|Multivariate ENSO Index||Index||Rank|
|JAN/FEB 2018||-0.731||15 of 69 where 1 = Strongest La Nina and 69 = Strongest El Nino|
Discussion: The initial set of seasonal tropical cyclone outlooks for the North Atlantic and East Pacific in 2018 will be released later in March and early April by various providers. Governing the activity forecasts is the Pacific ENSO and upper ocean heat in the Atlantic.
According to the multivariate ENSO index (MEI) for JAN/FEB 2018 the 2017-18 La Nina is peaking in strength albeit a weak La Nina compared to other episodes since 1950. The Nino34 SSTA has stubbornly remained moderately supportive of La Nina for several months (despite warming of the upper oceans of the East Pacific since January).
La Nina is forecast to fade this spring but for the moment is hanging on and there are some models maintaining La Nina well into the tropical cyclone season. The weak La Nina potential scenario continuing supports a very active hurricane season in the North Atlantic.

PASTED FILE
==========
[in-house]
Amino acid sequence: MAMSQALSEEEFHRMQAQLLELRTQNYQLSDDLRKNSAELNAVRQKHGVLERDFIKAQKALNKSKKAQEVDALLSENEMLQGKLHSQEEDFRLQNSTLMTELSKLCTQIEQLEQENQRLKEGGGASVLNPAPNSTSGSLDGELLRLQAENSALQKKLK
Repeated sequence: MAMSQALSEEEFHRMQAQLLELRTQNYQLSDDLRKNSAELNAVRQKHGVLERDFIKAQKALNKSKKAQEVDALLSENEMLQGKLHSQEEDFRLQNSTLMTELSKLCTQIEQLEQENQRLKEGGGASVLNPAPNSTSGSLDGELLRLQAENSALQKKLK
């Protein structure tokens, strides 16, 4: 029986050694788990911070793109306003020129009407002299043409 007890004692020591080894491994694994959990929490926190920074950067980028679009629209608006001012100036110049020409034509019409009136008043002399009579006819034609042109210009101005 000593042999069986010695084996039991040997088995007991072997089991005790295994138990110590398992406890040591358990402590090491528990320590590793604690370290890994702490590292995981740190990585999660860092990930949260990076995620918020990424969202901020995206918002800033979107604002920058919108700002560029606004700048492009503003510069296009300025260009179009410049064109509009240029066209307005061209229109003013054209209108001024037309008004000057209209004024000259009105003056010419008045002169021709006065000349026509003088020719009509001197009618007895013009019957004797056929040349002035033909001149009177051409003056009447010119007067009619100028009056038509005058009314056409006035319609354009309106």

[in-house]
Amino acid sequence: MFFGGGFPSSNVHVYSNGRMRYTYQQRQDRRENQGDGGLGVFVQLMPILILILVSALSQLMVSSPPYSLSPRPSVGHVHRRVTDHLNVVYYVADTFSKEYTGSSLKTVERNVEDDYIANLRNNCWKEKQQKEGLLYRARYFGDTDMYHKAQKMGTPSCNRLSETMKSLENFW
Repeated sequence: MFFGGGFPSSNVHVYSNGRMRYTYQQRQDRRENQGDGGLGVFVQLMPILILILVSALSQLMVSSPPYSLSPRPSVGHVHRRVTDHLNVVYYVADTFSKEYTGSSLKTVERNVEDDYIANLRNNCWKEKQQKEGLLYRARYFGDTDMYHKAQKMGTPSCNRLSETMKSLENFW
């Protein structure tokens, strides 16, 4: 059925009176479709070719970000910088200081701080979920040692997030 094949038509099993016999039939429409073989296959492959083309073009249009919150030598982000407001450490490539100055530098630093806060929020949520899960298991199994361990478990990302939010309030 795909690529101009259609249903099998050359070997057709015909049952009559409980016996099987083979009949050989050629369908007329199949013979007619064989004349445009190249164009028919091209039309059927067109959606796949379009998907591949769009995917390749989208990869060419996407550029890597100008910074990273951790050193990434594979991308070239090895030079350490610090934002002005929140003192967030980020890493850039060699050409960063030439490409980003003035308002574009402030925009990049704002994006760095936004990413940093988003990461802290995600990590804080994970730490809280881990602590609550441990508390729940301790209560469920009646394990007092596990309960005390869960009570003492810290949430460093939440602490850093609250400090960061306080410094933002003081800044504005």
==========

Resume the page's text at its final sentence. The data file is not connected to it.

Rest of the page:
Meanwhile sudden cooling occurred in the equatorial Atlantic the last 1-2 months and the tropical North Atlantic index dipped to -0.2C during February. The negative TNA value is rare during the warm character of the Atlantic the last 20 years. The Atlantic multi-decadal oscillation (AMO) representing a basin-wide index of North Atlantic SSTA has also cooled into neutral phase. A cooler tropical North Atlantic would limit fuel for hurricane development.
Forecast models indicate the North Atlantic will re-warm for tropical cyclone season. However, the recent cool trend was not forecast by most global SSTA models.
Based on current diagnostics the upper air patterns are projected supportive of above normal hurricanes in the North Atlantic during tropical cyclone season. However, the tropical North Atlantic has cooled and will need to re-warm to allow the ENSO hurricane support to flourish.
Climate Impact Company issues the initial 2018 North Atlantic tropical season outlook by March 23rd.
Fig. 1: The NINO34 SSTA identifies a steady cool La Nina in the equatorial East Pacific while North Atlantic SSTA indices are also cooling especially the tropical North Atlantic index which measures SSTA in the main development region for hurricanes in the North Atlantic tropics in-between the Caribbean and northwest coast of Africa.
Fig. 2: Global SSTA observations for yesterday identify a lingering La Nina and sudden cooling in the equatorial Atlantic.